Sapphire Pulse AMD RX 5600 XT Review

We’ve seen AMD’s higher-end Navi cards with the RX 5700 and the RX 5700XT, and the entry-level Navi GPU with the RX 5500 XT. But we hadn’t seen anything for the gamers who play in the mid-range. Finally, that wait is over too. With the launch of the RX 5600 XT, AMD seems to have covered all the segments. But was it worth waiting all this time? Today we find that out, with the Sapphire Pulse RX 5600 XT.

When it comes to specs, the RX 5600 XT is a huge improvement over the RX 5500 XT. Both cards are based on the same 7nm rDNA architecture, but while the RX 5500 XT has 1408 Stream Processors, the RX 5600 XT boasts of 2304 Stream Processors, just the same as the RX 5700. But while the RX 5700 has 8GB GDDR6 memory, the RX 5600 XT only has 6GB GDDR6 memory. Which is a bit puzzling, since the Sapphire website lists an RX 5500 XT variant with 8GB VRAM. One can only wonder what the thinking is behind that decision. The RX 5600 XT has a boost clock speed of 1750 MHz and is powered by a single 8-pin connector.

The Sapphire Pulse RX 5600 XT has a two-slot, dual fan design which is fairly standard, covered in a black and silver shroud with red highlights. The heat sink is decently big and there’s a backplate to support the card as well. For display options, the Sapphire RX 5600 XT comes with three DisplayPorts and one HDMI port.

AMD has added an impressive feature set to its GPU line-up, which every gamer can use to their advantage. One such feature is Radeon Anti-lag, which reduces input latency, or the delay between pressing a key and seeing the effect on the screen. Depending on the title, it can help reduce the input lag by up to 30%, giving you a massive advantage in multiplayer and competitive games. Another useful feature is Radeon Boost, that gives increases your framerate by dynamically reducing resolution during movements like camera rotation, and scales it back up once the movement stops. Both these features are useful for gamers looking to get the most out of their hardware. And then you have the benefit of FreeSync, supported by some of the most economical monitors as well. But how well does all that translate to gaming performance? Let’s take a look at the benchmarks and find out.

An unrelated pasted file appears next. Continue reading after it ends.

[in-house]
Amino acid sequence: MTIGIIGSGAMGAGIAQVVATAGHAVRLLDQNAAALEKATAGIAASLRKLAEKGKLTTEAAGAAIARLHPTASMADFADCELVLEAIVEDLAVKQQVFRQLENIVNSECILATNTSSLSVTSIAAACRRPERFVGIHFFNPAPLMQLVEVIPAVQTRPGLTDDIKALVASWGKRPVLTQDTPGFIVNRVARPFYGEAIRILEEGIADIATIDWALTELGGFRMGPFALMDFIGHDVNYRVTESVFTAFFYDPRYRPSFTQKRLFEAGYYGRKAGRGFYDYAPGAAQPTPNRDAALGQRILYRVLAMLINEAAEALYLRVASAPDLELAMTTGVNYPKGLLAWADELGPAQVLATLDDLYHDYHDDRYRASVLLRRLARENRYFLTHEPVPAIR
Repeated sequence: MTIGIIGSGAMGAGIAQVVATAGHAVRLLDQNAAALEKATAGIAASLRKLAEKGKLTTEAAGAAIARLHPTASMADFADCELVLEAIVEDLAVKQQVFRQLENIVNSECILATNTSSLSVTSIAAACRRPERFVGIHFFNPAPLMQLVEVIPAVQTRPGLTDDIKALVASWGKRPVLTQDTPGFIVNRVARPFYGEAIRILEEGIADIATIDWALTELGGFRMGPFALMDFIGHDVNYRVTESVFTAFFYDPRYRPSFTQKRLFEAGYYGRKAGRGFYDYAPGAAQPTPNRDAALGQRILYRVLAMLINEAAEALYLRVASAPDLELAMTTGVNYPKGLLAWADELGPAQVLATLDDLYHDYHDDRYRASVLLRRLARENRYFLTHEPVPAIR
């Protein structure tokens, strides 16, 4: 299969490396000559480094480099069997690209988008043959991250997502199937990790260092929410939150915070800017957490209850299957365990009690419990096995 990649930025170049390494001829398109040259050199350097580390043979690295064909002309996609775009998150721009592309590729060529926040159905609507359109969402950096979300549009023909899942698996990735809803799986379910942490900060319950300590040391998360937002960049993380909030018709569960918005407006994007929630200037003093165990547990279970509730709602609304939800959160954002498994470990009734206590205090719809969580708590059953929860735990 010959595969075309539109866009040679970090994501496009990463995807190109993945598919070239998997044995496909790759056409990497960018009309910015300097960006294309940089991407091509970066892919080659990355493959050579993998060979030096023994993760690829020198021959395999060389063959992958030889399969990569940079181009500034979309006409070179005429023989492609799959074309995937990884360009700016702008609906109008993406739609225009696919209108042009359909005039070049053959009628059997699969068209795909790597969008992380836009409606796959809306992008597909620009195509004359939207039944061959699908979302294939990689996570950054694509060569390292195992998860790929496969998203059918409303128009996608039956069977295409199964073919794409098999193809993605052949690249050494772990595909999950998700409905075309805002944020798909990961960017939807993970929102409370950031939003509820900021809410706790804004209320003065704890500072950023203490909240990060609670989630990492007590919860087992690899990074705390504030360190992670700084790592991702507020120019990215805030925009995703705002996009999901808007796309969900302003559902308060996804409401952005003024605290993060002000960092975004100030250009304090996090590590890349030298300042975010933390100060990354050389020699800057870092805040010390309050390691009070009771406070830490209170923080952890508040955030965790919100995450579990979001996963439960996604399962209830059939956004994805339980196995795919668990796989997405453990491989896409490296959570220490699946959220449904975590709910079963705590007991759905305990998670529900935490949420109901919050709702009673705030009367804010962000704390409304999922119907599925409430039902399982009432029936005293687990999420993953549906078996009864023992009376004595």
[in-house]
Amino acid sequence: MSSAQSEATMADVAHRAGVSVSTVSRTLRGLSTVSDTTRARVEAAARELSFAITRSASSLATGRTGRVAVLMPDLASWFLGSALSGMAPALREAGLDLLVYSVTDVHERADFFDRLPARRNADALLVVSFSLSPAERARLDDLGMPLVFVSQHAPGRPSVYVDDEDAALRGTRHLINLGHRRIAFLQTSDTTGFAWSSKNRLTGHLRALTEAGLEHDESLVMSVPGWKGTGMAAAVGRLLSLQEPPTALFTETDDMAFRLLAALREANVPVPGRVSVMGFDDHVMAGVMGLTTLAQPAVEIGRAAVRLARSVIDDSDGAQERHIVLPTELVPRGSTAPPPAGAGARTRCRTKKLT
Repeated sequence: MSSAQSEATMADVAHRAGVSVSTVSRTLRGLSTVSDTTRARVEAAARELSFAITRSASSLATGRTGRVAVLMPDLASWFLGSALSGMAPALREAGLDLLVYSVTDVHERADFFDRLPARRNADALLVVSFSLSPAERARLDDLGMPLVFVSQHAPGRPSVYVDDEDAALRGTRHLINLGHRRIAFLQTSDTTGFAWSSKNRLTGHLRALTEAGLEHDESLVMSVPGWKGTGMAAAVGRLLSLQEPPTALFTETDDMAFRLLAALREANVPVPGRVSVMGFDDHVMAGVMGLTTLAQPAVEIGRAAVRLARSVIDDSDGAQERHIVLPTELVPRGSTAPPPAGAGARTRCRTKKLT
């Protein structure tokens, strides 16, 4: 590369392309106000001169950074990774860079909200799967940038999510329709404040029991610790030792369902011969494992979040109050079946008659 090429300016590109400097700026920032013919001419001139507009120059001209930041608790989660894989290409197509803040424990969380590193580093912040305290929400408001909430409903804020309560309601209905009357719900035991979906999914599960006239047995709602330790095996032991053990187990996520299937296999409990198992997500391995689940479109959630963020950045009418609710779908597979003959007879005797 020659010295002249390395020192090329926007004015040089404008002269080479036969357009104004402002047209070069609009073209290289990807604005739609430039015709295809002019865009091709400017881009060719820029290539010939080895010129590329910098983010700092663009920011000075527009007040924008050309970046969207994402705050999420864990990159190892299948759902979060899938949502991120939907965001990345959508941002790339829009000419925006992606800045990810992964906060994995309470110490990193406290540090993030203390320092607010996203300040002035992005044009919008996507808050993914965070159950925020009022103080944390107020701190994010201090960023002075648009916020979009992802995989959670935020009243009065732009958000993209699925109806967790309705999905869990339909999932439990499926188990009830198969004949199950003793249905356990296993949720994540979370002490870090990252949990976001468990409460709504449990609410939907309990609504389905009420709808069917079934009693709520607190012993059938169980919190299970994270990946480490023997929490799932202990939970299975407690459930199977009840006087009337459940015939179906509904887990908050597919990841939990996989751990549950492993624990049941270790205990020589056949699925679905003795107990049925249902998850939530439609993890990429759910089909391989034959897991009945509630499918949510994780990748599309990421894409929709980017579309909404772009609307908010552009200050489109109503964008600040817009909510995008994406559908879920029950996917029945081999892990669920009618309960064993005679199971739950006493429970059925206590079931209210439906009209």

The RX 5600 XT’s performance is impressive to say the least. While NVIDIA has 4 GPUs aimed at the 1080p segment, the red team sweeps them up with a single card. It goes toe-to-toe with the RTX 2060, and depending on the game, even leaves it behind in some titles. AMD may have taken their sweet time, but they seemed to have come up with the perfect, no-frills graphics card for 1080p gamers, much like the GTX 1060 used to be when it first launched.

The question now becomes, should you buy the RX 5600 XT? It competes very closely with the RTX 2060, both in terms of performance and price, but the RTX 2060 offers a couple of extra features, namely RTX ray tracing and DLSS. There are two issues here; first, that there aren’t a lot of games out there that support these features. And the second issue is that the 2060 is just good enough to give you a taste of ray tracing, because it’s a heavy process and leads to a big drop in performance. On the other hand, AMD cards do suffer from driver issues every now and then, though that is a problem that’s not hard to rectify.

In the end, if your choice is between the RX 5600 XT and the RTX 2060, it mainly boils down to one question – how much do you care about ray tracing? Just go through the list of current and upcoming titles that have ray tracing support. If you think they’re the kind of games you’d enjoy more and want to see RTX in action, by all means go with the 2060. But if all you’re looking for is raw performance and want the best framerate at highest settings when gaming at 1080p, the RX 5600 XT is hands down the best option available in the market right now.

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